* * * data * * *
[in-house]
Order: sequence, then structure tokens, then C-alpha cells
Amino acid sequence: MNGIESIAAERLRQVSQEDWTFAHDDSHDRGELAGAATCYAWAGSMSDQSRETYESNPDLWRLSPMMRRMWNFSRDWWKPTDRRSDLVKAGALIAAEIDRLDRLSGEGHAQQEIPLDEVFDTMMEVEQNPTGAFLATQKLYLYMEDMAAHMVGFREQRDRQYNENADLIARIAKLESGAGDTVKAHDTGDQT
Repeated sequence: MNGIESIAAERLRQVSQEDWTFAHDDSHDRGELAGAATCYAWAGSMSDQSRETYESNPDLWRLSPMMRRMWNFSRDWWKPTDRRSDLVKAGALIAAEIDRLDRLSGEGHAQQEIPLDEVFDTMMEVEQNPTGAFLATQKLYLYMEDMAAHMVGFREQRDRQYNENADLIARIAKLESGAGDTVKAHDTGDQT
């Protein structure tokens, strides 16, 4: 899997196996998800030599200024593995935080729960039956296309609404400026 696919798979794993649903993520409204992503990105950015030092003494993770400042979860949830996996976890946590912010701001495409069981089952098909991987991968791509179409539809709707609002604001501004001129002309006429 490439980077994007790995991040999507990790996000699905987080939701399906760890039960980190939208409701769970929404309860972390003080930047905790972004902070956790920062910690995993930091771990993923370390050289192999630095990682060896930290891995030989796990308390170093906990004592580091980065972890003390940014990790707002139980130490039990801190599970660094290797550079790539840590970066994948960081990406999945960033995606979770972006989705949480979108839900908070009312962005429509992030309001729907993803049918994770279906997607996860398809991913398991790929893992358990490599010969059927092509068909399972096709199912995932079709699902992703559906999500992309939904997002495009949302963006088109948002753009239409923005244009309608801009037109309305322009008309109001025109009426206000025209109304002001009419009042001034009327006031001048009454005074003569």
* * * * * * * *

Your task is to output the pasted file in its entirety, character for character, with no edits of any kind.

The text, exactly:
[in-house]
Order: sequence, then structure tokens, then C-alpha cells
Amino acid sequence: MNGIESIAAERLRQVSQEDWTFAHDDSHDRGELAGAATCYAWAGSMSDQSRETYESNPDLWRLSPMMRRMWNFSRDWWKPTDRRSDLVKAGALIAAEIDRLDRLSGEGHAQQEIPLDEVFDTMMEVEQNPTGAFLATQKLYLYMEDMAAHMVGFREQRDRQYNENADLIARIAKLESGAGDTVKAHDTGDQT
Repeated sequence: MNGIESIAAERLRQVSQEDWTFAHDDSHDRGELAGAATCYAWAGSMSDQSRETYESNPDLWRLSPMMRRMWNFSRDWWKPTDRRSDLVKAGALIAAEIDRLDRLSGEGHAQQEIPLDEVFDTMMEVEQNPTGAFLATQKLYLYMEDMAAHMVGFREQRDRQYNENADLIARIAKLESGAGDTVKAHDTGDQT
């Protein structure tokens, strides 16, 4: 899997196996998800030599200024593995935080729960039956296309609404400026 696919798979794993649903993520409204992503990105950015030092003494993770400042979860949830996996976890946590912010701001495409069981089952098909991987991968791509179409539809709707609002604001501004001129002309006429 490439980077994007790995991040999507990790996000699905987080939701399906760890039960980190939208409701769970929404309860972390003080930047905790972004902070956790920062910690995993930091771990993923370390050289192999630095990682060896930290891995030989796990308390170093906990004592580091980065972890003390940014990790707002139980130490039990801190599970660094290797550079790539840590970066994948960081990406999945960033995606979770972006989705949480979108839900908070009312962005429509992030309001729907993803049918994770279906997607996860398809991913398991790929893992358990490599010969059927092509068909399972096709199912995932079709699902992703559906999500992309939904997002495009949302963006088109948002753009239409923005244009309608801009037109309305322009008309109001025109009426206000025209109304002001009419009042001034009327006031001048009454005074003569």